Jurassic Park is one of my all-time favorite movies, but I also believe it’s one of the most important films in the history of cinema. It ushered in a new era of filmmaking and box office blockbusters, where anything an artist could envision could appear convincingly on the screen, while setting a standard for visual effects that is still unmatched. It was also one of my most memorable moviegoing experiences, and to an entire generation of people my age it was our Star Wars. It inspired us and filled us with wonder, while delivering a story, characters, and a universe that captured our imaginations and dominated the pop culture landscape. It also had dinosaurs. Jurassic World was seemingly inevitable, particularly in today’s nostalgia-obsessed world. Take one of the most popular franchises of all time and update it, bringing the most modern visual effects and most popular stars to the series, and the result has been the biggest box office smash of all time. It’s also a mess.
There’s an intriguing film that could have been built from the bones of Jurassic World’s ideas, but this is certainly not it. It’s been more than 20 years since the events of the first film, and John Hammond’s vision of a dinosaur theme park is now a reality. The rebranded Jurassic World, set on the same island that was abandoned all those years ago, is a thriving success, with attendance numbers growing slowly but steadily year after year. The park itself is like Sea World done by Disney on steroids, with particular focus of the negative aspects and stereotypes of those companies and their parks. Jurassic World’s main street is a line of well-known shops and restaurants (Margaritaville and Pandora Jewelry, for example), while even park buildings and exhibits have sponsors (the John Hammond visitor center sponsored by Samsung). Thousands of people cram an amphitheater to watch a Mosasaur leap from the water to devour a Great White Shark, pile up 5 deep to see a T. rex eat a goat, canoe down rivers past gentle herbivores, or wait in long lines for the latest attractions.
As we visit Jurassic World for the first time, so do teenager Zach and his younger brother Gary, sent to visit their aunt Claire who runs park operations while their parents negotiate a divorce. Claire, however, has little interest in her nephews and sends her assistant to watch after the boys while she sorts out the larger problems of Jurassic World. In an effort to boost attendance geneticists have created the Indominus rex (soon to be brought to you by Verizon Wireless), a hybrid original creation designed to be the scariest, coolest dinosaur ever, made with DNA from the T. rex as well as current species like the cuttlefish and a few surprises. And the CEO of the company, Mr. Masrani, is arriving to see the animal for himself. He requests that the park’s leading animal trainer, Owen, be brought in to observe the Indominus rex’s behavior, despite Claire and Owen’s clashing personalities. But once this new monster escapes from its enclosure, the pair will have to put aside their differences in order to save as many lives as they can, and to rescue Zach and Gary, who have gone missing.
As I said, there’s an intriguing film that could have been made from some of Jurassic World’s pieces, but this isn’t it. Just like the original, this movie deals with issues about how we relate to nature or corporate ethics with regards to scientific advancement, while adding a layer of the jaded, cynical nature of humanity in our current decade. But unlike the original, Jurassic World isn’t interested in dissecting those ideas, and is content to merely race on by them in favor of setting up the next action setpiece. There’s no time in Jurassic World for any of the scenes from Jurassic Park where scientists and visionaries sit around debating humanity playing god or even to just marvel in wonder at the power of nature, not when there’s another CG explosion to get to. None of the film’s plot serves any other purpose other than getting us to the next dinosaur attack, which would be ok (if still disappointing) if the action were exciting or surprising, but Jurassic World is one of the most predictable films I’ve seen in years. There are no real scares, no twists, just sound and fury filmed in a style so modern that it’s lost any touch of interesting cinematography or imagination. There’s a way to do non-stop action and make it compelling and emotional, but this isn’t it. What we’re left with is Jurassic Park as done by Michael Bay.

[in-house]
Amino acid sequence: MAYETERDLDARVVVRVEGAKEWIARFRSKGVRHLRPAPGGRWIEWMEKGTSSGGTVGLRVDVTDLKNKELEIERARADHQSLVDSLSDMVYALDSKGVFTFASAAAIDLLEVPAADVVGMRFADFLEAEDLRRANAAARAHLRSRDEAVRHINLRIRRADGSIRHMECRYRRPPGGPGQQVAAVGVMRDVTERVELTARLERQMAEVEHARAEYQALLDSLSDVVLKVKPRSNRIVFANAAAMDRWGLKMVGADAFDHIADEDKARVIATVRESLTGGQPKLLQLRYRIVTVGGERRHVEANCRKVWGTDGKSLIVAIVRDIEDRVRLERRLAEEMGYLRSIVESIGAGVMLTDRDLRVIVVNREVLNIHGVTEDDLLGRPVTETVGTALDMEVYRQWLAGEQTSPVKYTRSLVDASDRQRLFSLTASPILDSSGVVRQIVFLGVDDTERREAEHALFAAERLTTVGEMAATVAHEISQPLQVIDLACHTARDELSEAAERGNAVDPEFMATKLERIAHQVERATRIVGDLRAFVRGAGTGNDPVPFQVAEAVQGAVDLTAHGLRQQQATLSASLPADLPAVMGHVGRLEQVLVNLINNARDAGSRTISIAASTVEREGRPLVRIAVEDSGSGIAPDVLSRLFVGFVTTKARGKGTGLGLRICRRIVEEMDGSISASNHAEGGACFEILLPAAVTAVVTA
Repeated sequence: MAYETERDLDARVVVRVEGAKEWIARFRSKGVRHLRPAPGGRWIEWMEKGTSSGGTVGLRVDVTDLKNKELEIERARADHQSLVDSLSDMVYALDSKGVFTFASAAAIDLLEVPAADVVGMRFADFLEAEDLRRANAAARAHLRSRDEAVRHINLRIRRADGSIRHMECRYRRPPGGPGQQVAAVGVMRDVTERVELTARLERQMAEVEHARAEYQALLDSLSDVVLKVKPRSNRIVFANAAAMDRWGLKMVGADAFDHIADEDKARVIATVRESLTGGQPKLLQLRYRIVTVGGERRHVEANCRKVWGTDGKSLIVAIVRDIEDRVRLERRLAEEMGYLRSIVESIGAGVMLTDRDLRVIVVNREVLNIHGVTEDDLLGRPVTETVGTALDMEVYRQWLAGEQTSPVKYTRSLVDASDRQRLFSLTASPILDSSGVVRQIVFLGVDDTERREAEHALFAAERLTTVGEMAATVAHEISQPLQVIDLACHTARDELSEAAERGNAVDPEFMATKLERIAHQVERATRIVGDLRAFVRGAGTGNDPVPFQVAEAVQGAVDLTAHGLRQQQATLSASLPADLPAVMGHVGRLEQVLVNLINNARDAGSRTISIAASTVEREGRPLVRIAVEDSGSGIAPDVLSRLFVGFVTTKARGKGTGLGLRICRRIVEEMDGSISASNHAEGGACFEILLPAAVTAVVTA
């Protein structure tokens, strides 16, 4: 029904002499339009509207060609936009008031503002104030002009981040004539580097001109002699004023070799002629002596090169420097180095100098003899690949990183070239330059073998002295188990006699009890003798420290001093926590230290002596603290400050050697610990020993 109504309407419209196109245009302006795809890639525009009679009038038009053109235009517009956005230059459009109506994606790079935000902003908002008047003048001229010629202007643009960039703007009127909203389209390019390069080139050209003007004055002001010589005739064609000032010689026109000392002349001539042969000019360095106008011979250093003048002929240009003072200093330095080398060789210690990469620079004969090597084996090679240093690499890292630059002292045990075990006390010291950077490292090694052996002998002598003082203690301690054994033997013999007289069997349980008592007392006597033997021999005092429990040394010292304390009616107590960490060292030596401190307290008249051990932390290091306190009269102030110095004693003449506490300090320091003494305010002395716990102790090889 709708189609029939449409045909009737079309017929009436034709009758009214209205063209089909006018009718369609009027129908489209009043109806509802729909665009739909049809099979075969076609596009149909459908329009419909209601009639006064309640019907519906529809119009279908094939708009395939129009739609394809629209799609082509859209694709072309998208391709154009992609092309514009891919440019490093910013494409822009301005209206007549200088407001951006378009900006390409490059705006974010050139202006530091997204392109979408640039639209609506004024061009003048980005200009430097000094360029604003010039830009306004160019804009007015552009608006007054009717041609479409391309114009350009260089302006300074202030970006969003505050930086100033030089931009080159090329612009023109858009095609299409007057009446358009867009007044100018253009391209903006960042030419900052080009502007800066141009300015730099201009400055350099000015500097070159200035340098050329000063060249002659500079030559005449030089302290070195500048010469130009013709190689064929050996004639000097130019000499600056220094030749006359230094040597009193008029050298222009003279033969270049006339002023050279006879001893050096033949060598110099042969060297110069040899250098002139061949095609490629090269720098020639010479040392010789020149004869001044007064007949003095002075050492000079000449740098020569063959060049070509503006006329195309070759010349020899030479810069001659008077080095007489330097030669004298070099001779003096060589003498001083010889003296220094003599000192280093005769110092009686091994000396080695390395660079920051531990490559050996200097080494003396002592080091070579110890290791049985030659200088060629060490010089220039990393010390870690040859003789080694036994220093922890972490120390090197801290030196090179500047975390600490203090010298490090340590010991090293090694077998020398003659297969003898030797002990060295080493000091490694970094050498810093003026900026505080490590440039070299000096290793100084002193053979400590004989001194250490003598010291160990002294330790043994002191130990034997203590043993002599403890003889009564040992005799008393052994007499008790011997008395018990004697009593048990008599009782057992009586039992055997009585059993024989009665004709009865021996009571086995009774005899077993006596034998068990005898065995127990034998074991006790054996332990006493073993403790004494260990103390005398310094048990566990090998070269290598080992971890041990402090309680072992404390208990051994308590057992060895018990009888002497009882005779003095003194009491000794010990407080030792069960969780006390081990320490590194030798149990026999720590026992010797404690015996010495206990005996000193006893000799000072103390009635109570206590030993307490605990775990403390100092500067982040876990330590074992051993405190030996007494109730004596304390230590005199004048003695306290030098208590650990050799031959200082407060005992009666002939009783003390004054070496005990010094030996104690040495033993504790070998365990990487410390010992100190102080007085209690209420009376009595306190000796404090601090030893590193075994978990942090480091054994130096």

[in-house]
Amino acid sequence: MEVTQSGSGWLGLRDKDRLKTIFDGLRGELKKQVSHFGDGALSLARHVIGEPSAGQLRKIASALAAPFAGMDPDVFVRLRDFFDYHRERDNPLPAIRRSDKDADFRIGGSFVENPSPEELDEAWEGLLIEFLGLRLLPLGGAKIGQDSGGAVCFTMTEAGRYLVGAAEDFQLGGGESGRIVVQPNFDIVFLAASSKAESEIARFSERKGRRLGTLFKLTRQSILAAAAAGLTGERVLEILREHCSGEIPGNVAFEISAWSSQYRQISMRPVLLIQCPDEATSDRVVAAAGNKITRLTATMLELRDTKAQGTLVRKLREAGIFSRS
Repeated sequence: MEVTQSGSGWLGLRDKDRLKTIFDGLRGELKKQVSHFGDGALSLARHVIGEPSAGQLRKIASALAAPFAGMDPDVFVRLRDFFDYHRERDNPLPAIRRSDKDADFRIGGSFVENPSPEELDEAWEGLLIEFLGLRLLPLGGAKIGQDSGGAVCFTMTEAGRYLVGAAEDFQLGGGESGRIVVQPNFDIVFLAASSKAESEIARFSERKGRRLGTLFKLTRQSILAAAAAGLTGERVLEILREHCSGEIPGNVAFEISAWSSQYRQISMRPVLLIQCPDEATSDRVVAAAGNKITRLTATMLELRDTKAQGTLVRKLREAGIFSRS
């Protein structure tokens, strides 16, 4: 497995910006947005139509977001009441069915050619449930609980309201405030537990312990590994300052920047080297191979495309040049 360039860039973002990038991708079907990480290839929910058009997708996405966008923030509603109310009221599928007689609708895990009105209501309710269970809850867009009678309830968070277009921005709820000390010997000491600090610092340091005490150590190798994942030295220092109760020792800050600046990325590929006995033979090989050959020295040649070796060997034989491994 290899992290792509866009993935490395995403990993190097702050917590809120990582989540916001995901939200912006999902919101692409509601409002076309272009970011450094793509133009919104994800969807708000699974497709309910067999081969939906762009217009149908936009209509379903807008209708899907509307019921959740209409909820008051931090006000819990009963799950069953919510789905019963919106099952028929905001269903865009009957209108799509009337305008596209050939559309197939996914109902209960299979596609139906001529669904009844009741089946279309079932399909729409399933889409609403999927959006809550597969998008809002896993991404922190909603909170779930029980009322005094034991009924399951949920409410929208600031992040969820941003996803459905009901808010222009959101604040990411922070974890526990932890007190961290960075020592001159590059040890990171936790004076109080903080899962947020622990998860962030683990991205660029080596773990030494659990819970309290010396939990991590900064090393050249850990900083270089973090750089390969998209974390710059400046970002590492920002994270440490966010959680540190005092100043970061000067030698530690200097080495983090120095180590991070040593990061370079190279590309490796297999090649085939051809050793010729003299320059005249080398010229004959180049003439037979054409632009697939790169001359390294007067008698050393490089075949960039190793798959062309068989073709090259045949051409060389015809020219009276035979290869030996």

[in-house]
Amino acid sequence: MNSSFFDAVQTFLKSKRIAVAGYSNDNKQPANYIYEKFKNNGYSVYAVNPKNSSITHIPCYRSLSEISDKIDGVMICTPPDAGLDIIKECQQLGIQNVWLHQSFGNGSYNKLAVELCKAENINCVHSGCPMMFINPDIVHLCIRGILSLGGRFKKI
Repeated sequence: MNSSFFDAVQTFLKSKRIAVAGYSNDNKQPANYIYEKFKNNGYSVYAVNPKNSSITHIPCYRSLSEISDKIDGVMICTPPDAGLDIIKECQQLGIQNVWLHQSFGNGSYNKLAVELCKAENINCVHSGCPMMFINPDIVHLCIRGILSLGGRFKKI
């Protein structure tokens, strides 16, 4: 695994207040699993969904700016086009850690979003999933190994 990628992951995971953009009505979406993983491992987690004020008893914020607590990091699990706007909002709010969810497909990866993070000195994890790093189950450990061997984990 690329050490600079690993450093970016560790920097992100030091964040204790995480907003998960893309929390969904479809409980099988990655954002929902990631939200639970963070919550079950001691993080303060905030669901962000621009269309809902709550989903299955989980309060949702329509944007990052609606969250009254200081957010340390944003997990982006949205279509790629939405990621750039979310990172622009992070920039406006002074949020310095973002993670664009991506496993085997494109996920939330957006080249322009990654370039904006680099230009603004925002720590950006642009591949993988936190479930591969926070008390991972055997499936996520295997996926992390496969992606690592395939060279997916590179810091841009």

It’s a shame, too, because I’ve been intrigued by director Colin Trevorrow throughout the buildup to this film, both in how he’s handled leaks of the script and just his general attitude towards the film in interviews. But the fact is that the film we’re left with is never compelling enough to deserve the Jurassic Park connection. Chris Pratt and Bryce Dallas Howard do as good a job as possible as Owen and Claire given what they had to work with, but even they can’t save these one dimensional characters. It’s probably a bad sign that I couldn’t remember a single character’s name without looking them up, that’s how forgettable they were. Owen is a stereotypical cowboy, running on instinct and out of place in a corporate environment. Claire is more of a problem, tapping into every negative stereotype of a cold, career woman, unwilling to bend and unfeeling towards her family, all while running through the jungle in high heels. That she ultimately finds a way to cope with the situation still fits into the cliché that the right man can help a working woman loosen up, and it’s predictable as it is pathetic. (And seriously, they run past dozens of stores on Jurassic World’s main street, couldn’t she have found one with boots in it?) The film could have been made infinitely more interesting by swapping the actors’ roles, and going against stereotype for a change. It’s pretty sad that the most compelling character in the film is a Velociraptor named Blue.